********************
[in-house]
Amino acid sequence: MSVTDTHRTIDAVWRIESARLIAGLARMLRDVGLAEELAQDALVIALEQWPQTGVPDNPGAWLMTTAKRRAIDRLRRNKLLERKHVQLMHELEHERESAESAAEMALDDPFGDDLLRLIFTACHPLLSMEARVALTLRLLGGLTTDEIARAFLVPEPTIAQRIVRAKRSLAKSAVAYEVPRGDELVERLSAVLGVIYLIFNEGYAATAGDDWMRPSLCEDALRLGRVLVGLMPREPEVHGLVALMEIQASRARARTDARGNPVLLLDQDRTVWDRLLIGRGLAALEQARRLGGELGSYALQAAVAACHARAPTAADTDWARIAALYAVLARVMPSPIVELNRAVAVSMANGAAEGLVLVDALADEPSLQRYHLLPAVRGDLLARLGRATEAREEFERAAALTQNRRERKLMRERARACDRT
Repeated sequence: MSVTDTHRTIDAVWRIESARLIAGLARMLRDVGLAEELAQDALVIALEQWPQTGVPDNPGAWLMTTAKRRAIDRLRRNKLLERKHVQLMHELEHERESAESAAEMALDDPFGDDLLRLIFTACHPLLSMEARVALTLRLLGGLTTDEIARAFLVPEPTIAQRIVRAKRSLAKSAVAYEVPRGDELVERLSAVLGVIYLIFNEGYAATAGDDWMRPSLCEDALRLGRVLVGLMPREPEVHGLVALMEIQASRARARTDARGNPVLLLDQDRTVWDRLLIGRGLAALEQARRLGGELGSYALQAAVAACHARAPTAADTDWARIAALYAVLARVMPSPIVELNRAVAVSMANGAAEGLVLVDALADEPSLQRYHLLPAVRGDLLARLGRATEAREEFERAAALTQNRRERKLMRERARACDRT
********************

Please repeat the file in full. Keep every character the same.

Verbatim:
[in-house]
Amino acid sequence: MSVTDTHRTIDAVWRIESARLIAGLARMLRDVGLAEELAQDALVIALEQWPQTGVPDNPGAWLMTTAKRRAIDRLRRNKLLERKHVQLMHELEHERESAESAAEMALDDPFGDDLLRLIFTACHPLLSMEARVALTLRLLGGLTTDEIARAFLVPEPTIAQRIVRAKRSLAKSAVAYEVPRGDELVERLSAVLGVIYLIFNEGYAATAGDDWMRPSLCEDALRLGRVLVGLMPREPEVHGLVALMEIQASRARARTDARGNPVLLLDQDRTVWDRLLIGRGLAALEQARRLGGELGSYALQAAVAACHARAPTAADTDWARIAALYAVLARVMPSPIVELNRAVAVSMANGAAEGLVLVDALADEPSLQRYHLLPAVRGDLLARLGRATEAREEFERAAALTQNRRERKLMRERARACDRT
Repeated sequence: MSVTDTHRTIDAVWRIESARLIAGLARMLRDVGLAEELAQDALVIALEQWPQTGVPDNPGAWLMTTAKRRAIDRLRRNKLLERKHVQLMHELEHERESAESAAEMALDDPFGDDLLRLIFTACHPLLSMEARVALTLRLLGGLTTDEIARAFLVPEPTIAQRIVRAKRSLAKSAVAYEVPRGDELVERLSAVLGVIYLIFNEGYAATAGDDWMRPSLCEDALRLGRVLVGLMPREPEVHGLVALMEIQASRARARTDARGNPVLLLDQDRTVWDRLLIGRGLAALEQARRLGGELGSYALQAAVAACHARAPTAADTDWARIAALYAVLARVMPSPIVELNRAVAVSMANGAAEGLVLVDALADEPSLQRYHLLPAVRGDLLARLGRATEAREEFERAAALTQNRRERKLMRERARACDRT